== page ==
Mouhamed Kebe of Geni & Kebe provides an introduction to the business environment in Mauritania
With an estimated population of 2.6 million inhabitants, and an area of 1,030,700 km2, the Islamic Republic of Mauritania (RIM) is described as a natural resources rich country. Mining, fishing and oil are the pillars of the economy of the country. In addition to this potential, the banking sector which has experienced a net increase of banks and microfinance institutions, a policy of incentives for investment and the will of the state to create a stock exchange have contributed to reinforce the overall economy of the State.
The legislative framework for financial and banking system
Financial and banking systems in Mauritania are governed by Ordinance No. 020/2007 on the regulation of credit institutions, repealing and replacing Law No. 95-011, on the regulation of credit institutions, and instructions No. 1-6 / GR / 2008.
The Ordinance No.005-2007 on January 12 2007 regulating microfinance institutions and its implementing regulations.
Issues and potential challenges for banks, financial institutions in Mauritania
The banking sector has undergone a long process of evolution since 1990.
In recent years, the banking landscape in Mauritania recorded a proliferation of national and foreign banks. This situation is justified in part by a growth rate steadily rising in the national economy and secondly, by the recent discovery of several precious metals (gold, copper) and ongoing oil research. Thus, more than 20 banks with the majority of shares held by nationals, have obtained approvals from Central Bank of Mauritania (BCM).
Despite the introduction of these new banks, the banking lending rate is less than 4%.
The BCM has launched in recent years, a series of reforms of the legal and regulatory framework of the financial system. These efforts to modernise and stabilise the banking sectors continued in 2013 with the opening of branches encouraging banking penetration outside of Nouakchott and Nouadhibou.
In addition, a strategy developed with the assistance of World Bank aims at consolidating stability in the banking sector and strengthening banking supervision by the imposition of higher capital standards. Mauritanian banks have substantial liquidity buffers and are well capitalised.
However, today, these banks continue to show strong characteristics of emerging banks, namely the concentration of capital in the hands of a major shareholders, the concentration of the bank's operations for the benefit of affiliated customers or close to the main shareholder.
The emergence of the microfinance sector in Mauritania is took place in the middle of the 90’s.
The promulgation of Ordinance No. 005-2007 on the regulation of institutions Microfinance dated January 12 2007 and its implementing regulations, revolutionised the microfinance sector in the country and brought innovations, namely:
• New regulations which outlined that the Central Bank of Mauritania is the sole regulator of the microfinance sector;
• Subdivision of microfinance institutions in three categories;
• Encouraging MFIs to exercise their networking activities;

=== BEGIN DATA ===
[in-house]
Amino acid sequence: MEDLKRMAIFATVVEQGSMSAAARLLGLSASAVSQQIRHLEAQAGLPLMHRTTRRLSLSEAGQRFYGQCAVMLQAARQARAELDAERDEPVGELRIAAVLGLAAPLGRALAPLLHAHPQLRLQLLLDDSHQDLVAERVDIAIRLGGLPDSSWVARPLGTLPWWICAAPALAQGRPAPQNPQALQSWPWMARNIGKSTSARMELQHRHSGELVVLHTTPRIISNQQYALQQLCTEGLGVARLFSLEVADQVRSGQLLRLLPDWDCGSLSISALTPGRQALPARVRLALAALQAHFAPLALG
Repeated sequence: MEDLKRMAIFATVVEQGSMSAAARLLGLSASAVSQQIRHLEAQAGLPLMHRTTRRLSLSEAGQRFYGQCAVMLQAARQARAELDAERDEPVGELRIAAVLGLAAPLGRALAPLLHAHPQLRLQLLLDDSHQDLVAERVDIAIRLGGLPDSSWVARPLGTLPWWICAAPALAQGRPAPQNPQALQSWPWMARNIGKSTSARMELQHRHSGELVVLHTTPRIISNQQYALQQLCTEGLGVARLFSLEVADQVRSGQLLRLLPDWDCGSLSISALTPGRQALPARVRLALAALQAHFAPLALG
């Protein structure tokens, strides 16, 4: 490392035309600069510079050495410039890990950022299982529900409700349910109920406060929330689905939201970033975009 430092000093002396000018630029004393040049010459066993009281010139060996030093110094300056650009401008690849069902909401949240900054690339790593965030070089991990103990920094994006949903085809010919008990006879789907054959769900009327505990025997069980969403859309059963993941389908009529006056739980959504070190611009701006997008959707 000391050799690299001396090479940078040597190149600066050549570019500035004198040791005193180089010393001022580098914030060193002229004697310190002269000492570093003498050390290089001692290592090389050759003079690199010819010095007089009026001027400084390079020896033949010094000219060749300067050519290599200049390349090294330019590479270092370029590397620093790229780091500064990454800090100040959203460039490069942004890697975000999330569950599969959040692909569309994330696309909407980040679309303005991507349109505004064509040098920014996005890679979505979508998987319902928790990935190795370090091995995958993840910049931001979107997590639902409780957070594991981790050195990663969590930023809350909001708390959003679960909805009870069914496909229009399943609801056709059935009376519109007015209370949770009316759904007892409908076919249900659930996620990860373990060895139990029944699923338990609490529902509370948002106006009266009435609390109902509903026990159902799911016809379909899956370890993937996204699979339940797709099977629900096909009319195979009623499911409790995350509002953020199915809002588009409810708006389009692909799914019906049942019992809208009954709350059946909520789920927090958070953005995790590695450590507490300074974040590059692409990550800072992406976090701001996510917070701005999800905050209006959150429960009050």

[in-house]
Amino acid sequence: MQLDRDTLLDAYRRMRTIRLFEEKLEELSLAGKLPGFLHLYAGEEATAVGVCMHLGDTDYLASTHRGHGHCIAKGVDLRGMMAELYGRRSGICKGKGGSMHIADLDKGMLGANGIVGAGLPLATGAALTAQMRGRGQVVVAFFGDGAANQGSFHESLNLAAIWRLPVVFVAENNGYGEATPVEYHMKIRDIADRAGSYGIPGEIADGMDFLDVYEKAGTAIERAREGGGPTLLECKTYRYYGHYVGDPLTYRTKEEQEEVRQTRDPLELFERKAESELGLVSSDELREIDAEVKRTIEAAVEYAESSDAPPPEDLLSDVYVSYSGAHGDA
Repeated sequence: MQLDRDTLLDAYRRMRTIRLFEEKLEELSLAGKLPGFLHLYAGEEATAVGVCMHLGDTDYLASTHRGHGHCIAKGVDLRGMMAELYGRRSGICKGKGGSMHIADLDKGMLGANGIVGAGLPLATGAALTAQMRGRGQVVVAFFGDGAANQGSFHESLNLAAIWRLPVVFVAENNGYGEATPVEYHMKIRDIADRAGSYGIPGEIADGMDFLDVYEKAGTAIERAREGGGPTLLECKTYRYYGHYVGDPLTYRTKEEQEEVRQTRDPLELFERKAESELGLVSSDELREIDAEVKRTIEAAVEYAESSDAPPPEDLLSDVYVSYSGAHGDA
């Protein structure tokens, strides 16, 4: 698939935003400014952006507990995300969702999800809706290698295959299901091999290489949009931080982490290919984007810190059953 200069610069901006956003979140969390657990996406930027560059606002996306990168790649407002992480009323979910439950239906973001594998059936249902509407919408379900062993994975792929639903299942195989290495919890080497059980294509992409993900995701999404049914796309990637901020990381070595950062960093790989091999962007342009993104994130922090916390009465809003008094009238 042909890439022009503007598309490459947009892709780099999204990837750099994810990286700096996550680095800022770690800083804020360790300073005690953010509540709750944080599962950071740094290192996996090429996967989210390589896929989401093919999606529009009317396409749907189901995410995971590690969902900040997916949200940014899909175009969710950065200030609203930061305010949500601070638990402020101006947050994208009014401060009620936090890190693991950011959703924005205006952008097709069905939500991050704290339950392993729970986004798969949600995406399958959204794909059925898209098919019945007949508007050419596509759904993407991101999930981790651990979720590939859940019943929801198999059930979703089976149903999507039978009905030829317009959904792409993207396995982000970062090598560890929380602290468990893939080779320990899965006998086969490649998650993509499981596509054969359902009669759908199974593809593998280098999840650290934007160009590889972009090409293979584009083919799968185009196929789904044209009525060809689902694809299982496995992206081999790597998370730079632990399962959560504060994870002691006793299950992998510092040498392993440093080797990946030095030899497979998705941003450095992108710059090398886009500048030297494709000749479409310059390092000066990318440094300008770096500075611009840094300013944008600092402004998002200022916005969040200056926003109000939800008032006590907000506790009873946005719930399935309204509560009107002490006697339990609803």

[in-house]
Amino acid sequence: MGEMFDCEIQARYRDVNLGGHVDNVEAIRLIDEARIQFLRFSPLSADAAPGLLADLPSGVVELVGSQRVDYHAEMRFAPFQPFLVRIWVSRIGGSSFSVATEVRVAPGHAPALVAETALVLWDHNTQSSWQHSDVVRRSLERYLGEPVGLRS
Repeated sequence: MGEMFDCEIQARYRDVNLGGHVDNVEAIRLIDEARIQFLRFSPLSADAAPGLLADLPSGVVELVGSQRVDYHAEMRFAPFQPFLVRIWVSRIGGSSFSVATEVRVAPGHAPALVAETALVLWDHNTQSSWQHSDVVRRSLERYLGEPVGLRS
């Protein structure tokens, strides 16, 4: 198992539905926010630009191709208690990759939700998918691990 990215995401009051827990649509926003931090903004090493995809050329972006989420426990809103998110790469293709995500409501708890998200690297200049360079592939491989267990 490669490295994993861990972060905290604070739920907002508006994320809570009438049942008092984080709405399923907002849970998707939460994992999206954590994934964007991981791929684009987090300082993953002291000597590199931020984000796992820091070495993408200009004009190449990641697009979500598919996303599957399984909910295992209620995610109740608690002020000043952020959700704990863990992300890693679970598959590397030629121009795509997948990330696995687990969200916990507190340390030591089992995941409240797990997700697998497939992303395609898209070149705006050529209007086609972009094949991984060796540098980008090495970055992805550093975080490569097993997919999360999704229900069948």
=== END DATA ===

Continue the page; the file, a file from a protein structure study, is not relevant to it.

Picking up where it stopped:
• The requirement for any institution authorized to belong to the professional association of MFIs whose statutes are approved by the BCM; and
• The implementation of a specific chart of accounts to microfinance.
The area has 99 institutions, including 51 Savings and Credit (CAPEC) and 20 Savings Banks and Credit Husbandry (CECEL), with an estimated customer to 207,000 customers.
The loans distributed in 2012 reached 14.8 billion Ouguiyas. These amounts are mainly granted by UNCACEM (88%) and CAPEC (4%). The total of savings collected amounts to 5 billion of which 85% for the CAPEC.
In 10 years the number of clients has been multiplied by 15, which shows the sector's vitality despite its relative youth. This sharp increase is also to correlate with the need for financial services by poor people representing over 40% of the population.
Towards the creation of a stock exchange in Mauritania
The development of the financial sector in Mauritania requires the establishment of a modern capital market in line with international standards and taking into account the economic, social and cultural characteristics of this country.
In its financial sector development strategy for the period 2012-2017, the Mauritanian authorities are planning to establish a stock exchange in Nouakchott that will enhance the stability and transparency of the sector, access to financial services at reasonable cost for all actors and the development of the culture of savings and credit.
The emergence of such stock exchange is the response to the economic dynamics which the country has experienced in the last years and in which the growth rate has reached 6.9% in 2013 and exceeded 5% on average.
Legal incentives for investment
The adoption of a code of investment incentives, the improvement of the business environment and the implementation of basic infrastructure have boosted the private sector and foreign investment in Mauritania.
The country has significant potential for investment in the mining, gas, petroleum, agriculture and tourism sectors but also in the fields of training, education and health among others.
A satisfactory macroeconomic situation as assessed by the IMF and World Bank, with a growth rate of 6%, 5% controlled inflation and a foreign exchange reserve net increase of 7% ($1 billion) are indicators of the degree of development of the national economy.
Despite its attractive policies and its above mentioned potentials, challenges still remain mainly: regional insecurity, the national territory and geographical differences between the cities but also the small domestic market, the unstable political climate, social dislocations and low quality of legal and judicial services.
Geni & Kebe